As a byproduct of the popularity of science fiction movies, books, and games, an entire subculture has entrenched itself in our current culture. This avid following of all things science fiction is more commonly called “SF Fandom” and has some interesting roots.
In the Beginning
In the late 1800s, science fiction stories were first published in book form. Jules Verne is credited as the first to write what is considered “pure science fiction” where stories solely centered on technological, futuristic, fantastic, and alien or otherworldly content.
Sci-fi Fan Interest Grows
Science fiction started making more headway into the public eye in the early 1900s as magazines would sometimes run single stories or serialized versions of a story mixed into their normal content to capitalize on the growing interest in the topic. Magazines like Argosy, a children’s weekly publication, would publish stories with science fiction themes, but, as a whole, there were no genre-specific publications like we have available today.
Despite an influx of new science fiction stories being published in those early years by Argosy and other similar magazines, science fiction fans of all ages were looking for lots more material.
To meet the demand, the mid-1920s saw the explosion of what was called “pulp” magazines. These publications were typically issued monthly and featured short stories produced and illustrated mostly by fans but sometimes featured works by already established science fiction authors.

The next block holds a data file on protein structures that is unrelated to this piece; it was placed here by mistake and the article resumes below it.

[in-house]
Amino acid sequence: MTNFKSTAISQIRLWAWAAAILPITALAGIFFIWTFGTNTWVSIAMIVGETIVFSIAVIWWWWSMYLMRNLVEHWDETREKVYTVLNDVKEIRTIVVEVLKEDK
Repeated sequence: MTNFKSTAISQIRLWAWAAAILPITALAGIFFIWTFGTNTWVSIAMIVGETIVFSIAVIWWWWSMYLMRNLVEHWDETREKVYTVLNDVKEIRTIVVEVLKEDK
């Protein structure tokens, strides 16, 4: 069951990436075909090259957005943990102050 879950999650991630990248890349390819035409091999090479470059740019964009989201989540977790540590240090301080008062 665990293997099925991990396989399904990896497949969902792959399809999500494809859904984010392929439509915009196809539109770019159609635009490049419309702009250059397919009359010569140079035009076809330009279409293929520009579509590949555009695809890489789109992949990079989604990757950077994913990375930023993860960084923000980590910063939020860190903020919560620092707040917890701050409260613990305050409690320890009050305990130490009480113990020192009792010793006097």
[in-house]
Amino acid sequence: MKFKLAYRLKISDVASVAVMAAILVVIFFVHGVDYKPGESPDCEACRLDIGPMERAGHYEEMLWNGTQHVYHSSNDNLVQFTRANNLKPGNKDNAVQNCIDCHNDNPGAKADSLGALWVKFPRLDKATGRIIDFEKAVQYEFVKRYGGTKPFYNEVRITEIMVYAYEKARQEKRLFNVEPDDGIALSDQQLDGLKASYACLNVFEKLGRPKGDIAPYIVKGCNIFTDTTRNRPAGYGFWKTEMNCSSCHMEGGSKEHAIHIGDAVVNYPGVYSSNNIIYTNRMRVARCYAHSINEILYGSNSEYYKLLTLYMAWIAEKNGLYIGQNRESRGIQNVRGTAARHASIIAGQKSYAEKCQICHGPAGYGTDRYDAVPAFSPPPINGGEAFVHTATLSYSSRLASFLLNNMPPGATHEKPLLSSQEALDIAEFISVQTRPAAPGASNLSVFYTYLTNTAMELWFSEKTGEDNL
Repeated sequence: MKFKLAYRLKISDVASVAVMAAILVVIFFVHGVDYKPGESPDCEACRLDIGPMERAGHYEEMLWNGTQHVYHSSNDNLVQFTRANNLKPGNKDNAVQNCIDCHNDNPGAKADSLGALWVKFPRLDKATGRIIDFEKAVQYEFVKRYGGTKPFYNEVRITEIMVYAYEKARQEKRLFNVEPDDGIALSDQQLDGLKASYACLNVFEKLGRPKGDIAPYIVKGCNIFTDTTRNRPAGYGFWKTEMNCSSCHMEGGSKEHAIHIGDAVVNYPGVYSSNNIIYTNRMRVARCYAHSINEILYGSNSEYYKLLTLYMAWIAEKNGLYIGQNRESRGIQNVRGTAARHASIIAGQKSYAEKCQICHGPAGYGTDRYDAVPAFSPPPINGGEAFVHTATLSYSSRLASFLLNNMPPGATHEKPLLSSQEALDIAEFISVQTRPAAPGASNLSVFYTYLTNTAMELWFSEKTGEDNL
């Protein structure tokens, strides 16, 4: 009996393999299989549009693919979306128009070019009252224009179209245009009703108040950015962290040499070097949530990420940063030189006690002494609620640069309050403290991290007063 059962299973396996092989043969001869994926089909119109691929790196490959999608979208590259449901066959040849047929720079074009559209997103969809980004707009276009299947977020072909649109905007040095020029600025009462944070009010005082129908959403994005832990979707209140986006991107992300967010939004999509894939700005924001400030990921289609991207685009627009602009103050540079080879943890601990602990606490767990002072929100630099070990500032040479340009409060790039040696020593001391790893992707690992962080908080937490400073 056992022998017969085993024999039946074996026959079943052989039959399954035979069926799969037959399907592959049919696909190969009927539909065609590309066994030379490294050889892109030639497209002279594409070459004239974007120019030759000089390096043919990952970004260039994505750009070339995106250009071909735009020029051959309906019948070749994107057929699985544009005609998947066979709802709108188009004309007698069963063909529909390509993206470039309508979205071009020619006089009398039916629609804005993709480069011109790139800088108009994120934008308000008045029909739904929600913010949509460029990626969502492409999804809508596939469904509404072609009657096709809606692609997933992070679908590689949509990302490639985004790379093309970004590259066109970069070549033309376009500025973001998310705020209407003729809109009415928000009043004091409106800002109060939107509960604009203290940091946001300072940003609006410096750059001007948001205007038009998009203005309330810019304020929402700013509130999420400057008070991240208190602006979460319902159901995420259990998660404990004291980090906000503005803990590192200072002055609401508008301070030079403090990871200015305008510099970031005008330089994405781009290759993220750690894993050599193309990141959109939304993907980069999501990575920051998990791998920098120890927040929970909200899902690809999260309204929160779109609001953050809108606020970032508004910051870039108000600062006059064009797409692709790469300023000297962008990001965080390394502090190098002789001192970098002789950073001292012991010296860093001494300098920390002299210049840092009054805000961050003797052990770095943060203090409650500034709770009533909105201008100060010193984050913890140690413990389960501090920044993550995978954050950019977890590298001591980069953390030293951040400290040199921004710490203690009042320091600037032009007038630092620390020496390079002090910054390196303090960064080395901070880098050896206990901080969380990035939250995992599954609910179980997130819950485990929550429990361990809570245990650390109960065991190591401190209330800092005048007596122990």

A well-known example is the 1926 pulp magazine Amazing Stories which featured only works of a true science fiction nature. Not commonly known is that Jules Verne, H.G. Wells, and Edgar Allen Poe all provided significant contributions with stories published in early copies of Amazing Stories while many authors found their first publishing success in the myriad of other pulp magazines.
Even More Fan Access
While this may seem strange now, science fiction fans reading Amazing Stories were encouraged to contact each other via a letter column included in the publication. Amazing Stories’ letter column provided the the names and addresses of its fans in print. Publishing such information meant fans could contact each other (and sometimes professional authors or artists) via mail to discuss characters, stories, and plots or to arrange for the swapping of magazine issues. This connection of like-minded science fiction buffs became the first organized type of fan club for the genre’s enthusiasts. Essentially, this was an early equivalent of social media helping to boost and share information on a beloved topic